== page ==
Pimone Triplett
Round Earth's Corner

   Take operation’s shimmy all the way back, 
spot where my hand on the fridge handle un-
hands whole networks: PG&E pumping 

its box-car’d, coal-jumped generators,
the hectic electric passing its bright idea
to last week’s Buddha Delight back there,

gone bad. I hold the door open till the hum
starts. Cold seeps from the chamber. A shiver
now at the neck. Then closed, then the sidling

miles of cable keeping me connected, the metals
dug, welded, smelted from cooling cores,
bauxite and ore, beat to unairy thinness, 

underground passages, new flanged steel.
All that’s rolled, snipped, fitted, piped 
to reach my unit, me, a paying customer, 

heart thumping steady, my veins branched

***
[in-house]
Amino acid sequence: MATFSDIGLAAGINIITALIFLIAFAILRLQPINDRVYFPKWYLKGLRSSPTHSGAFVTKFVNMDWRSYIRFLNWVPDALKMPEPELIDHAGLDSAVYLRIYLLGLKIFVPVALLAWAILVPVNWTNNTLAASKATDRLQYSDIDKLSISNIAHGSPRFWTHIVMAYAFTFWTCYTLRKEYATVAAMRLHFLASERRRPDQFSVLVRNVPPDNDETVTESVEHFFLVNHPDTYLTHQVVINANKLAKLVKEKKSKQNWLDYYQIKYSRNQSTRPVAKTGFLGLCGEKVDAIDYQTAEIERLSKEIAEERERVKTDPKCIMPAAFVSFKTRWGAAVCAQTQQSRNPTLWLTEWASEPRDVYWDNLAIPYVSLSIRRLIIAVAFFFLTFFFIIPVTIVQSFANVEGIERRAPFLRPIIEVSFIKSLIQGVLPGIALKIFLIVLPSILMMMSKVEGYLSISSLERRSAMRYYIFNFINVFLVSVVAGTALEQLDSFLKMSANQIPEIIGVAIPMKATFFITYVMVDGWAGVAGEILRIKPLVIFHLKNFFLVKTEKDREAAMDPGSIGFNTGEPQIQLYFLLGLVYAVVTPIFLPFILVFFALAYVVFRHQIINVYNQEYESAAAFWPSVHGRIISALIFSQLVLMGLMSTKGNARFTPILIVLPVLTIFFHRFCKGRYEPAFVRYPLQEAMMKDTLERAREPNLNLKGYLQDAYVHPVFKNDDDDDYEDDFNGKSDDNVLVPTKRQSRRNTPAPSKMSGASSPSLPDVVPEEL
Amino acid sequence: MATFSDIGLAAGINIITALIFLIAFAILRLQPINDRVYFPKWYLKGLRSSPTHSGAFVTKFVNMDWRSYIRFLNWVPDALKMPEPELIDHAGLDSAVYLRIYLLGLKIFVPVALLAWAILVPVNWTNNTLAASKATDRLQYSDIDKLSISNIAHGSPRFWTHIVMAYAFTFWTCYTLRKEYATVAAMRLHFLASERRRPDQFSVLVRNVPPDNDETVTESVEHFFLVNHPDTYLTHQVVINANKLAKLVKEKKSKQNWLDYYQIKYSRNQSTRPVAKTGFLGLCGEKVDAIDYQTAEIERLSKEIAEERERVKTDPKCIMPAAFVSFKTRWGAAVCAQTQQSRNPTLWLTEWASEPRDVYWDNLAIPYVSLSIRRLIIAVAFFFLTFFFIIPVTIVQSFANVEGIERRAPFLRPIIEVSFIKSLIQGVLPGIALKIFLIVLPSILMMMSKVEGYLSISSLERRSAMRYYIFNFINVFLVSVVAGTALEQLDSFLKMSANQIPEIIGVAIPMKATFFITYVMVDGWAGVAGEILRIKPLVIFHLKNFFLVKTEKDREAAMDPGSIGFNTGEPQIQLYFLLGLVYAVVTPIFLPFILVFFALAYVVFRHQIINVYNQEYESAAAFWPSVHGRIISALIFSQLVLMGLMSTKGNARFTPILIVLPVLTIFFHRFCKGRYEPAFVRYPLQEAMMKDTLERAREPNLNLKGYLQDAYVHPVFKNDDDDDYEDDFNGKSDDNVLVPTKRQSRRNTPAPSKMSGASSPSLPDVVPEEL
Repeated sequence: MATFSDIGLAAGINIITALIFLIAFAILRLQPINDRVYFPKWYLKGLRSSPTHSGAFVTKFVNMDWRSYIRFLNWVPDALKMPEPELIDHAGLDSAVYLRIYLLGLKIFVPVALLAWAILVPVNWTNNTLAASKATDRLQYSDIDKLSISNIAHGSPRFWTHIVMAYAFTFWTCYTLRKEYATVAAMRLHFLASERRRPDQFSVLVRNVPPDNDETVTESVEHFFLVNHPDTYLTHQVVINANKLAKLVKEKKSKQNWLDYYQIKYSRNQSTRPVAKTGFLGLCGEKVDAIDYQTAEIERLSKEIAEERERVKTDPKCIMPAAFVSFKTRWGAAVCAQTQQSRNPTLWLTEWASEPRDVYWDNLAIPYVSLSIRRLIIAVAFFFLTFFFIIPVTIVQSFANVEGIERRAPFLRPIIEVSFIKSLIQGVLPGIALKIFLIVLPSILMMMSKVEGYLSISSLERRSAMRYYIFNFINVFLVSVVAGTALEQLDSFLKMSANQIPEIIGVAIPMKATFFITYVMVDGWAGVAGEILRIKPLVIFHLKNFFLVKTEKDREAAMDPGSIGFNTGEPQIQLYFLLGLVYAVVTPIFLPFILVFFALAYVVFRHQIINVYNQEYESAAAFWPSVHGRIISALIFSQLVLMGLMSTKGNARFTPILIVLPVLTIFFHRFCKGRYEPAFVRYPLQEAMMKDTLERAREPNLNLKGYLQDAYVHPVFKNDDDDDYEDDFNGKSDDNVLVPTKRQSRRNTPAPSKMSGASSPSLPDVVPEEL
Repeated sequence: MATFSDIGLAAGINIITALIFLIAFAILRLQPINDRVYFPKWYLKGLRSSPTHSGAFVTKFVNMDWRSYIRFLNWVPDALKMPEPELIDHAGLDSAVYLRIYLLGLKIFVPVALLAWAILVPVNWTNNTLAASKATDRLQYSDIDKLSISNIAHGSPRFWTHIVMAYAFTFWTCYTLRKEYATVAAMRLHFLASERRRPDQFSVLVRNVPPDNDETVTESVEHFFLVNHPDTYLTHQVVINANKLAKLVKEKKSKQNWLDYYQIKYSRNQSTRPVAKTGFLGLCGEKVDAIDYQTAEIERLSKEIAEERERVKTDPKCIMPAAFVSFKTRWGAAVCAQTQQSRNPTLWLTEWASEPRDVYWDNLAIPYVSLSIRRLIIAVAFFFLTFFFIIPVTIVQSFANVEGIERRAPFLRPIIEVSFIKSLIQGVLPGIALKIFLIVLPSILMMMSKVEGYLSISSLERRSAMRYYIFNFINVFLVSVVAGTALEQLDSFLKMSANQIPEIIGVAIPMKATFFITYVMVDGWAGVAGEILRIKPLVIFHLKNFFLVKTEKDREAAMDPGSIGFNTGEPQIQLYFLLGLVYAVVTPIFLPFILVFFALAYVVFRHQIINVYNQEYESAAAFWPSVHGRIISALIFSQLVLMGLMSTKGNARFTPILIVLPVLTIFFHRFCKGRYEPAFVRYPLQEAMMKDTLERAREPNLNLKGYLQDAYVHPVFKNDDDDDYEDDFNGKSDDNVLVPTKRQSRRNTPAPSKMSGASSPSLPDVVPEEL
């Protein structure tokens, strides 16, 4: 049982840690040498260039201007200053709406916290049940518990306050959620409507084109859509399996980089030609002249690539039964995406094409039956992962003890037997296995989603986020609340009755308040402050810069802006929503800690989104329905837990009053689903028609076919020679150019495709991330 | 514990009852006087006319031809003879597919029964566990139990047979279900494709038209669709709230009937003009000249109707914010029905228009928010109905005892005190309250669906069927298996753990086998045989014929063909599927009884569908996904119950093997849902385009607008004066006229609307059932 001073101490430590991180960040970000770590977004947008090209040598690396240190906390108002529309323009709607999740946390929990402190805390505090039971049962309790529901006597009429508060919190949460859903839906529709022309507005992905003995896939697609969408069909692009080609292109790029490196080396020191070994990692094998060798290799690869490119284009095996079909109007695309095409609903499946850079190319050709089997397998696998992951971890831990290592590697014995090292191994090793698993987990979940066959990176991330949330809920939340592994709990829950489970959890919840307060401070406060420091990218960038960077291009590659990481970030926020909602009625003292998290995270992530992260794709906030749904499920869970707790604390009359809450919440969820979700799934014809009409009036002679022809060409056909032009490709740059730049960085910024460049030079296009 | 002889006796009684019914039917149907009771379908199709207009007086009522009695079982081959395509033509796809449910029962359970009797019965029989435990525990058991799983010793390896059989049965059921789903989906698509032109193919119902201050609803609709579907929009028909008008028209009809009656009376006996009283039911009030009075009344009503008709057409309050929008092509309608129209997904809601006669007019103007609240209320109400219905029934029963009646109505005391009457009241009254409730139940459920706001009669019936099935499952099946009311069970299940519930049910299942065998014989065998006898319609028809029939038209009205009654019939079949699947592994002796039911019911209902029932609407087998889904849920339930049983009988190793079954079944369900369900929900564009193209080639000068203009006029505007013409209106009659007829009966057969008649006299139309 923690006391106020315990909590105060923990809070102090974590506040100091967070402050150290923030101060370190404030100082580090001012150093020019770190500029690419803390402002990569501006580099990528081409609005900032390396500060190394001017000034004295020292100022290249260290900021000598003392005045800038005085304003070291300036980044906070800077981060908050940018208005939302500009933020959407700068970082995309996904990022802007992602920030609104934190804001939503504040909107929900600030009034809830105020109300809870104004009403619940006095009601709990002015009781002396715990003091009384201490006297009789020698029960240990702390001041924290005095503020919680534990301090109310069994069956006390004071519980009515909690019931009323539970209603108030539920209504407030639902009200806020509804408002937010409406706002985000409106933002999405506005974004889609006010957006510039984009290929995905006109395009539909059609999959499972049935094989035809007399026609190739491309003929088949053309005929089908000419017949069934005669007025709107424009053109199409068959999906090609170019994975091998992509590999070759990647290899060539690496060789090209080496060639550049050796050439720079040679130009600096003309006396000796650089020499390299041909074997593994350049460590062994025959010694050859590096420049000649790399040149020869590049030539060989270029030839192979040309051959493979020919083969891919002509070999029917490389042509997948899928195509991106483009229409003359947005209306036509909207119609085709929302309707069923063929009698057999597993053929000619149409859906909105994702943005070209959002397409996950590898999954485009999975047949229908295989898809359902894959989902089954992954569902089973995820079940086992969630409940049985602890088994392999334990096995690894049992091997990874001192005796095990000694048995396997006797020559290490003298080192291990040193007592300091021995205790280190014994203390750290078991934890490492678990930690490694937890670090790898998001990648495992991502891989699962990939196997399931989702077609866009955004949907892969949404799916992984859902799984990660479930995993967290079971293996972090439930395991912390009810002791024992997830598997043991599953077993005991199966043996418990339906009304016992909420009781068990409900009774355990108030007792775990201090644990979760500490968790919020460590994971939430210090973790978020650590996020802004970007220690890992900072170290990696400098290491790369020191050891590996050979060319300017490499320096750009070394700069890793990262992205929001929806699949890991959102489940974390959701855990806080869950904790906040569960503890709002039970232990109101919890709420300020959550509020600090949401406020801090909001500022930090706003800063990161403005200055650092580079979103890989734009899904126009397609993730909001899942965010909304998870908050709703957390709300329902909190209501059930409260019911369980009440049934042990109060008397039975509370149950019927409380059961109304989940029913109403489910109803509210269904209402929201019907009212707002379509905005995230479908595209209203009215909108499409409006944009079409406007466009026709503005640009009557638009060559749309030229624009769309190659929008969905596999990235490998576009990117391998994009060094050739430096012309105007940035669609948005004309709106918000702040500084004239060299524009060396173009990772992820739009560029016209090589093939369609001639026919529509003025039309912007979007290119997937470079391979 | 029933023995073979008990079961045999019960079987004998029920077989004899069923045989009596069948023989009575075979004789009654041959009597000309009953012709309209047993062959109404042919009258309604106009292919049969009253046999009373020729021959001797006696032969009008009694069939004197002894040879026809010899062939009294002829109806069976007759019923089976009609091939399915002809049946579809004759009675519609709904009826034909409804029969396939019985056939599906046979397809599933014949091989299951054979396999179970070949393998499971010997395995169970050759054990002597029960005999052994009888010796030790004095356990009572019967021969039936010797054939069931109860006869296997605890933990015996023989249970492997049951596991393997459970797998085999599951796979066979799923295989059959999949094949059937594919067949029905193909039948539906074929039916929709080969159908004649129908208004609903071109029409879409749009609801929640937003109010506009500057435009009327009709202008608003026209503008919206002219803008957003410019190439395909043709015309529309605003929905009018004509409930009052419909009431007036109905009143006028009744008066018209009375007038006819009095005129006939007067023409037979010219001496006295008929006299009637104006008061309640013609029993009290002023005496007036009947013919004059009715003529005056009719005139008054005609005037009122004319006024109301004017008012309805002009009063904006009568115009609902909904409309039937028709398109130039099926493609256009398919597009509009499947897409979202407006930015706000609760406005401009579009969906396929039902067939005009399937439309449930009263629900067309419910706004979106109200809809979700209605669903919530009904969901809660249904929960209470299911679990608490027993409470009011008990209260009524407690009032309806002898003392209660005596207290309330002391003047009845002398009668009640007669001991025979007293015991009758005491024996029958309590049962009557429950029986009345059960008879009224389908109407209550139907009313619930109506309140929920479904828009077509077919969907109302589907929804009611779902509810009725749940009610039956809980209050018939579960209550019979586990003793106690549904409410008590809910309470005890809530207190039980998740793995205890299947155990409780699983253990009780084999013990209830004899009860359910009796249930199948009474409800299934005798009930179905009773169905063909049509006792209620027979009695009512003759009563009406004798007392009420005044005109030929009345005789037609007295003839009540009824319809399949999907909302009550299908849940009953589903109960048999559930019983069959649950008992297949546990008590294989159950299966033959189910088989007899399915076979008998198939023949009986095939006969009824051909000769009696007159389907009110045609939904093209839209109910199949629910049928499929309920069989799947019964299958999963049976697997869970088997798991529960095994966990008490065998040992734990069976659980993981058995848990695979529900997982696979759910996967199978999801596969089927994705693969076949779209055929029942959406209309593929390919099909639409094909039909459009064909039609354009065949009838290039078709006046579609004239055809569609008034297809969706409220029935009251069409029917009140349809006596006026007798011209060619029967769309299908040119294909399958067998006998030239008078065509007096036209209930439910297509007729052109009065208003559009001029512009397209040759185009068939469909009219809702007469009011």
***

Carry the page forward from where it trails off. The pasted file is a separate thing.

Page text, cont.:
in need of these rivets, bolts, coils, rubber 
tubes and tape. The sum trained to wipe neat 

in a blink if dinner drips down the white 
laminate door when the container spills. Dear 
Power service, if I am standing before my coffin-

sized hole of near-freezing to take from, 
am I not the thought you think, one synapse
among the many, though so many have less.  

This season, teach me how to repent,
the cells of this body sitting down 
before my huge plate of food.

Found In Volume 42, No. 01
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Pimone Triplett
About the Author

Pimone Triplett’s most recent collection is Rumor. She teaches in the MFA program of the University of Washington.